World Cup Starts in Germany

By | June 9, 2006

5:00 p.m. on a Friday is usually associated with “TGIF” as the weekend begins. However, for much of the world this Friday at 5:00 p.m. (local time) it marks the beginning of a very special sporting event – the quadrennial soccer tournament known as the World Cup.

Thiry-two teams – the finalists after the elimination rounds – will compete for the World’s most coveted sporting trophy. An insurance industry presence will also be evident throughout the event.

The first game features the host nation Germany against the outsiders Costa Rica in Munich’s newly built 59,000-capacity Allianz Arena. The giant Munich based-insurer was the prime mover in the construction of the state of the art facility, which opened May 30, 2005. Brazil’s legendary striker, Pele, who helped this year’s favorites win the World Cup in 1958, 1962 and 1970, will present the trophy in the opening ceremonies. Just to make sure the futuristic stadium is jammed, he’ll be assisted by German supermodel Claudia Schiffer.

For most Americans “football” describes the U.S. game, derived from rugby, played by human armored tanks. For the rest of the world it means the game played with just a round ball by grown men in shorts and jerseys.

Professional soccer has yet to attain the status in the U.S. that it enjoys in the rest of the world. But this doesn’t mean Americans are ignoring the World Cup, or that the U.S. team is going to be a pushover. According to the FIFA rankings the U.S. is currently 5th in the world – tied with Spain, but ahead of such traditional soccer powerhouses as England, France, Italy and Germany – so hopes are high that the team will live up to expectations.

For more information on the World Cup go to

Overall there will be 64 games in 12 different cities, culminating in the final in Berlin on July 9. The number of matches and the differing venues pose both security and coverage problems.

According to Swiss Re, which is a major insurer for the tournament, the World Cup and the Olympic Games are the most heavily insured sporting events. The broadcasting rights alone have an estimated value of CHF 2 billion [$1.66 billion]. There’s also a great deal of concern with security. 21 of the 64 matches have been classified as “high risk” by Germany’s Federal Bureau of Criminal Investigation. The security problems range from hooliganism to outright terrorist threats.

In an interview on the Swiss Re Website (, Peter Luck, Head of Underwriting Special Risks gave some details on the coverage. “The German organizers purchased a cover for postponement into 2007 and for total cancellation / abandonment from a whole syndicate of insurers in the value of approximately €150 million [$191 million]. Another liability cover was purchased to cover damages up to €140 million [$179 million]. Accident covers, finally, were also considered, indemnifying visitors to games in the case of death or disability. In 2003, FIFA, on the other hand, issued a catastrophe bond worth an equivalent of $260 million to cover the risk of a cancellation of the World Cup 2006 in Germany. The bond covers marketing revenue that FIFA would have to refund if the matches were cancelled due to natural catastrophes and terrorism.”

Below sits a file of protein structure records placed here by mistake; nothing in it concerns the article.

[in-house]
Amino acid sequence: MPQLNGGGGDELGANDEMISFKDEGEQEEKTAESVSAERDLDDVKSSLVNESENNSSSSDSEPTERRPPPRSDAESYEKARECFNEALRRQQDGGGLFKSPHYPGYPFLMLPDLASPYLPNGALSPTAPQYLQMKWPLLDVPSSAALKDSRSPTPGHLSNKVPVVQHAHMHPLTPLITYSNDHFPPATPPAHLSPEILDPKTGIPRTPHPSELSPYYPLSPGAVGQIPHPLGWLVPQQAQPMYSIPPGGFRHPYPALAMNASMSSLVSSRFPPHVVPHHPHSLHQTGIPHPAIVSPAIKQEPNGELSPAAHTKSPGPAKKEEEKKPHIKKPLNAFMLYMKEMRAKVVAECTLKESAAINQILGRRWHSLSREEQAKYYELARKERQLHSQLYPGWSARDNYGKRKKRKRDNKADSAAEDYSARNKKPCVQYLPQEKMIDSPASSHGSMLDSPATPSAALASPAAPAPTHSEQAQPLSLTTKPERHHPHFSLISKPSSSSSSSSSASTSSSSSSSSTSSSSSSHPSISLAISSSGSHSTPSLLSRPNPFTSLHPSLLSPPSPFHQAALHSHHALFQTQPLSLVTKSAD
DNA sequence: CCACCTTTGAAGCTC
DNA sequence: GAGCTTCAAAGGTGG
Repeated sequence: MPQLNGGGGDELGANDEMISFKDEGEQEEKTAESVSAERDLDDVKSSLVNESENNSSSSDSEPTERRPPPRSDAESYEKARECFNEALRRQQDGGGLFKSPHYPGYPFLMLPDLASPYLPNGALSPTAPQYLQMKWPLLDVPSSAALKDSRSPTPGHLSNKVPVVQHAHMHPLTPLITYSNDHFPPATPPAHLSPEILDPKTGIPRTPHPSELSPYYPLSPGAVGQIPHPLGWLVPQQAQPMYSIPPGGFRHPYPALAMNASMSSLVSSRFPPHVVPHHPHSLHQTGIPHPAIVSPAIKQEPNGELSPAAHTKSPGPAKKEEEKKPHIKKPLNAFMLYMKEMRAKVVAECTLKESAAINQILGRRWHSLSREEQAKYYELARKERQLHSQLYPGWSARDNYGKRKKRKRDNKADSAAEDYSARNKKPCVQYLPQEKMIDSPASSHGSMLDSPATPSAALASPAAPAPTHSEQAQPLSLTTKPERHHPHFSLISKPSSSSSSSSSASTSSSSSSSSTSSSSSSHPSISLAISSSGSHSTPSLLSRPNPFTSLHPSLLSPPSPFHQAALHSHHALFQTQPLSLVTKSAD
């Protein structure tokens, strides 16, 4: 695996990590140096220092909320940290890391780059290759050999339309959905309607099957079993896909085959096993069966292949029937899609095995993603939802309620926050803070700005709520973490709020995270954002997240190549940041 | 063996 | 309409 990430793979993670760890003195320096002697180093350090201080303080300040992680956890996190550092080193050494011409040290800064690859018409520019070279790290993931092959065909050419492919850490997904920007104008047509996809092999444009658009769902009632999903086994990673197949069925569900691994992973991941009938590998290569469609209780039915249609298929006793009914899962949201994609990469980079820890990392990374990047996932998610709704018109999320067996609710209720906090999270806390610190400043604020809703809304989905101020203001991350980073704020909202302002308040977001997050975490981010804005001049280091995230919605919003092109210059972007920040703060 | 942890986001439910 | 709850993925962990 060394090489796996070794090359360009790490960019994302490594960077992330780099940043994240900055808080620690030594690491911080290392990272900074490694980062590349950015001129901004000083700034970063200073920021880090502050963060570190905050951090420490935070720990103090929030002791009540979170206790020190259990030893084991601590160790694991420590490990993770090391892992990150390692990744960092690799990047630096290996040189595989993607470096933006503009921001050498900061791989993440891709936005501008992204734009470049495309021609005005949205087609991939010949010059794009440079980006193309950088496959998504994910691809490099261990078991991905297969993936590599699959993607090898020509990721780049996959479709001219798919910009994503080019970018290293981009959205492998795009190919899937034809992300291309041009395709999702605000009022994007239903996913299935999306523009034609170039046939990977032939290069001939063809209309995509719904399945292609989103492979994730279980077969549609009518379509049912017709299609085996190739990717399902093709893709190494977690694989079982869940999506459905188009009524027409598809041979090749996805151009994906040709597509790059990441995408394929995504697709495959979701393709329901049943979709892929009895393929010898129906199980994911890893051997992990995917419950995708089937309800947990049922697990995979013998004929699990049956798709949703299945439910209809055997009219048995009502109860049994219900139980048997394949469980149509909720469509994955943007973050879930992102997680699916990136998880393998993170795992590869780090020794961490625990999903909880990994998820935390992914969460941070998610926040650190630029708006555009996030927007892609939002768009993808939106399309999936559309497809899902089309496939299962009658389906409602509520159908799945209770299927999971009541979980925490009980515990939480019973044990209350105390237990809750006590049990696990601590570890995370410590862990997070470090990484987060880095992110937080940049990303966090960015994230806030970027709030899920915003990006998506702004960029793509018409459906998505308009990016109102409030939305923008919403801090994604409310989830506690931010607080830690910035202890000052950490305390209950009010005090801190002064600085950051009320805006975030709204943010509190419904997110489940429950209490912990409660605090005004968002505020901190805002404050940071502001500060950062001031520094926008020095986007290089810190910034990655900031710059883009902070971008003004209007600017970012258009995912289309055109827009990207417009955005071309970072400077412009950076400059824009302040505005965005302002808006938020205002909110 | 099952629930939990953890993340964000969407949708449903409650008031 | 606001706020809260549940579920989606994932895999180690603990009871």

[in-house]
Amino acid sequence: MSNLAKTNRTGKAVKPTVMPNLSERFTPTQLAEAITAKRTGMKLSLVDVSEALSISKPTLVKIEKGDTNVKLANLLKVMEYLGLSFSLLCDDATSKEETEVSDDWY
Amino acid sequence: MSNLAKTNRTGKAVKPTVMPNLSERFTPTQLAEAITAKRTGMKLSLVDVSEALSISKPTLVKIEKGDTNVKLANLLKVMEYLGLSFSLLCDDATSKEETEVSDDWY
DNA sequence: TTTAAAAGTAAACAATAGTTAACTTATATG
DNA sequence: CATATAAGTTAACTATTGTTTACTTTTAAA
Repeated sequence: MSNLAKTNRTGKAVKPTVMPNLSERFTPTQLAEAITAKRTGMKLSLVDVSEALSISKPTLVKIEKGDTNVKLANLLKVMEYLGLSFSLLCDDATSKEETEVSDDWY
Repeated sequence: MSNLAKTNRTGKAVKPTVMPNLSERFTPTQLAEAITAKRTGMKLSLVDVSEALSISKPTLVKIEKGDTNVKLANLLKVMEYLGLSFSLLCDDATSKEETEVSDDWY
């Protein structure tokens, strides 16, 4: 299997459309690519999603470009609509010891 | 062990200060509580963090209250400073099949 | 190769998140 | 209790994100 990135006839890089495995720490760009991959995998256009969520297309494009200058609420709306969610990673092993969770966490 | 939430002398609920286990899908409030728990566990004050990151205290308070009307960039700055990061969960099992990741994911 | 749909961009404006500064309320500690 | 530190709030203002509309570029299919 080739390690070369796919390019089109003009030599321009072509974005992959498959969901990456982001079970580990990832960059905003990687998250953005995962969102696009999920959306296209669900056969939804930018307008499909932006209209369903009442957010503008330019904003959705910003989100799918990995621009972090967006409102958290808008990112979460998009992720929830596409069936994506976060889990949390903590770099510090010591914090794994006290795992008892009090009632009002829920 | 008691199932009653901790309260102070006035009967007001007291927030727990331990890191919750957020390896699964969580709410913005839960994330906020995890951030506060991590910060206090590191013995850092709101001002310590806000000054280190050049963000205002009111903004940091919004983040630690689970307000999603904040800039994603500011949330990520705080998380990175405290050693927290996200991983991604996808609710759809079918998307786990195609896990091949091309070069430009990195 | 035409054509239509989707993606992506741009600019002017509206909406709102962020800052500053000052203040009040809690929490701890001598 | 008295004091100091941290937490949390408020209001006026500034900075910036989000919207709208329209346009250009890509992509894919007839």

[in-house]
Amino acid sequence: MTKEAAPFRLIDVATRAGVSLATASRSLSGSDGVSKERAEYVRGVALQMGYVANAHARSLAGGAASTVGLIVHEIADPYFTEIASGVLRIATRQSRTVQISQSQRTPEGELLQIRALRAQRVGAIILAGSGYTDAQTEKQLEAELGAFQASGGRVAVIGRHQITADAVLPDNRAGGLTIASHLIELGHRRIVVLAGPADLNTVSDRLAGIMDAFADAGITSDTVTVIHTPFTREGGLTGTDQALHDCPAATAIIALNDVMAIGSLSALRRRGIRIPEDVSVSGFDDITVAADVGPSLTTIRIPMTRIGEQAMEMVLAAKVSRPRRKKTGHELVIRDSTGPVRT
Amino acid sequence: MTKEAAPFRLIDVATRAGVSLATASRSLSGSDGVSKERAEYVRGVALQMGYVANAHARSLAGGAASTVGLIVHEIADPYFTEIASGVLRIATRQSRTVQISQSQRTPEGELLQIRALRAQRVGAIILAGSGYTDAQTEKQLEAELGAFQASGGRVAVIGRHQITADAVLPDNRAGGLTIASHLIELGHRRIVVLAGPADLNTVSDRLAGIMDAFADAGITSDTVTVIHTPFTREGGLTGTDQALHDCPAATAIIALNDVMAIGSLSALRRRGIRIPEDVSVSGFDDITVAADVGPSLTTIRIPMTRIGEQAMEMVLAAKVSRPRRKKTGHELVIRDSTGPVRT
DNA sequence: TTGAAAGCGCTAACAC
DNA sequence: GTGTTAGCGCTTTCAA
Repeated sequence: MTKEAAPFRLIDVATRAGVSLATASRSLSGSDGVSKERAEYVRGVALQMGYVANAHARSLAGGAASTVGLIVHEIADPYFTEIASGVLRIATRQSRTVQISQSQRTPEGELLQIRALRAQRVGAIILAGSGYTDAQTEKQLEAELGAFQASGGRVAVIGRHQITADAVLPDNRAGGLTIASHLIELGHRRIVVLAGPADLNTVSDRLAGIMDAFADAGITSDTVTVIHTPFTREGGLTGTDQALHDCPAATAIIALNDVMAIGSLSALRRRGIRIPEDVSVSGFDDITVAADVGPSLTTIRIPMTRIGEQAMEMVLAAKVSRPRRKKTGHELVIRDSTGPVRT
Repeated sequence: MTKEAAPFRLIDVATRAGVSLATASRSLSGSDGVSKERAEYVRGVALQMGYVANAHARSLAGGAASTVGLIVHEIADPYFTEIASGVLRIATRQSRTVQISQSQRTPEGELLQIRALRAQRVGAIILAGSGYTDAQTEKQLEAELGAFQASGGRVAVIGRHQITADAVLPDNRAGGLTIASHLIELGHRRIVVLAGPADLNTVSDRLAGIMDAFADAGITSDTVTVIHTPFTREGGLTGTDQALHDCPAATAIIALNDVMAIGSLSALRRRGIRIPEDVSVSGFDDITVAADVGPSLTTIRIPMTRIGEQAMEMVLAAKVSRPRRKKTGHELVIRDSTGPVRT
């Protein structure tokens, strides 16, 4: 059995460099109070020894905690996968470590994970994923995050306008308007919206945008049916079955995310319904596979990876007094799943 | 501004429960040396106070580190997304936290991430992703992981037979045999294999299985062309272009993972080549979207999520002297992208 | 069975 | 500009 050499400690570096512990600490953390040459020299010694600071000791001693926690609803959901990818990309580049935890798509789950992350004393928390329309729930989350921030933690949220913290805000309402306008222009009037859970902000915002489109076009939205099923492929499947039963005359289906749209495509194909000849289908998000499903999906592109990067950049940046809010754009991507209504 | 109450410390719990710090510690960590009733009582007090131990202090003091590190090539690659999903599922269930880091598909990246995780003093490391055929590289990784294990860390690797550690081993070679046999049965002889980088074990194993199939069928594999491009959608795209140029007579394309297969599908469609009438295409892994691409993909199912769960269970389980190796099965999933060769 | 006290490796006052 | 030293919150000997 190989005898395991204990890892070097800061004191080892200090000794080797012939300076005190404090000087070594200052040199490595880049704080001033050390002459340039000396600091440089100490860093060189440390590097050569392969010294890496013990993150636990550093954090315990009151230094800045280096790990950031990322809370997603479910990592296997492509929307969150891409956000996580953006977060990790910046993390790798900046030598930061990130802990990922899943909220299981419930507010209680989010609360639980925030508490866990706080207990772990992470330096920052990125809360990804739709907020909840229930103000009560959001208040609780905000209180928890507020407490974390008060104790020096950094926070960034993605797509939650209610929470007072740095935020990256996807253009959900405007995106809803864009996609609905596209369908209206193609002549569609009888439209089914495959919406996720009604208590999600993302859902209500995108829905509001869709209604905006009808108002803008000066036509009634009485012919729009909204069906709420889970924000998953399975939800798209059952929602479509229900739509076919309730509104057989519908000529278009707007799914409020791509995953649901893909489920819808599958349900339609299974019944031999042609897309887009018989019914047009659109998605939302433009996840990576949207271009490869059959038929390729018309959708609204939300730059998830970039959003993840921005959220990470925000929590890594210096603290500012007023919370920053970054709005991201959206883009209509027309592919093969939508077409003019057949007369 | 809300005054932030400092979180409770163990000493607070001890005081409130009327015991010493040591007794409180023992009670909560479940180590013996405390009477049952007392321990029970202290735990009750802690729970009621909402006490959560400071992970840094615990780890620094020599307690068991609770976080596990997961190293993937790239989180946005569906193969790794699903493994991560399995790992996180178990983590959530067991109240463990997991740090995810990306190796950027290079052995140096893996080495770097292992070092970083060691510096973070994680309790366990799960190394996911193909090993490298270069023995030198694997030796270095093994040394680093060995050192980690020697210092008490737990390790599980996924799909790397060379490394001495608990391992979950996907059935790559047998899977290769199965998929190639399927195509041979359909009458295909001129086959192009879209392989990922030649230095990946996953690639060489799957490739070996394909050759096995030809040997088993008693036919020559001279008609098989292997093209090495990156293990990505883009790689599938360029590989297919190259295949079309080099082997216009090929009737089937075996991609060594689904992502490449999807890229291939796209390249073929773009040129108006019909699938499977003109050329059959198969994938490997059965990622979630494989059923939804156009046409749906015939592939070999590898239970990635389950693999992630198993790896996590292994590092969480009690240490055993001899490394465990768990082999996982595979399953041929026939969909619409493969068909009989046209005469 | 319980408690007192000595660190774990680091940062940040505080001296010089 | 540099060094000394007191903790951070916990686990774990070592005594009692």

There’s also coverage on an individual level, not only for the players, but also for the fans. An England supporter, Paul Hucker, 34, purchased a £1 million ($1.8422 million) insurance policy against England suffering early elimination from the World Cup. He reportedly paid £105 ($193.43) for the coverage. In order to collect, however, not only do the English have to exit early, but he would also have to prove with medical evidence that he has suffered an emotional or psychological trauma as a result. The fact that he might actually be able to do so testifies to the dedication (or maybe the fanaticism – the root after all of the term “fan”) of soccer enthusiasts the world over.

Soccer is a bit like baseball and cricket. You have to have grown up with it (or watched your kids grow up with it) in order to appreciate it. To the uninitiated it can appear boring, but its usually low scores don’t mean there’s no action or drama. How exciting after all would it be for someone who’s never seen a baseball game to watch a no-hitter? It would look like two guys playing catch for two hours.

The fact that more people attend soccer (football) games in person or watch them on TV than any other sport shows that it must have something going for it. Perhaps it’s the sheer simplicity of the game (except of course for the offside rule). According to FIFA, “an accumulated audience of over 37 billion people watched the France 98 tournament, including approximately 1.3 billion for the final alone.” An even greater audience awaits the start of Germany 2006.

Was this article valuable?

Here are more articles you may enjoy.